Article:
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Jim Rickards on the latest Federal Reserve Rate Decision and Operation Twist 2.0

For a lucid view of the recent Fed action in global context watch this:

Jim Rickards on the latest Federal Reserve Rate Decision and Operation Twist 2.0

It's a bit long, but worthwhile. Of particular interest at the back end are his comments on structural rent seeking and the costs it creates for our economy. Rent seeking translates into the political form of your risk, my return.   Moral hazard, the kudzu of our current regulatory framework, is the fountain of rent seeking, and it's everywhere ... 

  • Too Big To Fail whereby the entire loan & swap books of the TBTF institutions are underwritten by the US taxpayer
  • the failure to reform money market funds and the repo market and  the consequent expectation of federal support for funds which have no independent capital or collateral to support trillions of dollars of credit,  counter party & clearing risks
  • Fannie & Freddie which were essentially untouched by Dodd Frank and comprise about 95% of the entire US mortgage market and
  • pick a sector: health carer, automotive, education, pensions, energy etc.

We missed a lot, but you get the picture. We continue to manufacture boatloads of systemic risk by moral hazard. It is not a cost or risk free proposition.  And our politicians monetize for their own benefit their ability to allocate the privilege. No one seems to address the loss of freedom which accompanies the growth of moral hazard, but it is very real.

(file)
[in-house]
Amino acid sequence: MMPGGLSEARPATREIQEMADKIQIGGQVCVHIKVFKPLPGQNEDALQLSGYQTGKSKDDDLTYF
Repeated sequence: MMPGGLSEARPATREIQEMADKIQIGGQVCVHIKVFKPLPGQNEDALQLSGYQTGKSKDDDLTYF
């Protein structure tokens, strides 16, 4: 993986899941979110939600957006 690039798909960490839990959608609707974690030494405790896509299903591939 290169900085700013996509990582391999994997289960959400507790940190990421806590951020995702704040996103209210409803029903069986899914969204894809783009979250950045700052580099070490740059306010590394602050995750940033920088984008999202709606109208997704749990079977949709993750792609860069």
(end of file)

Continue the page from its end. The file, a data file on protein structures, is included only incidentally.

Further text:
Lastly, an excerpt from an article on the SEC & money markets in today's WSJ:

Money market mutual funds have been rescued from financial trouble by their parent companies more than 300 times since the 1970s, about 100 more than previously reported, according to a new Securities and Exchange Commission study.

The study, which isn't being released to the public, appears to bolster SEC Chairman Mary Schapiro's contention that the $2.6 trillion industry needs stronger regulation

Wait a minute: "The study... isn't being released to the public"? One might reasonably ask, why not?  How are citizens to make informed decisions about what might be one of the most important regulatory & structural issues of the decade when key information is withheld? 

And if you're considering your freedom you might want to ponder the answer implicitly proffered: you don't need to know... if we wanted your opinion, we would ask.



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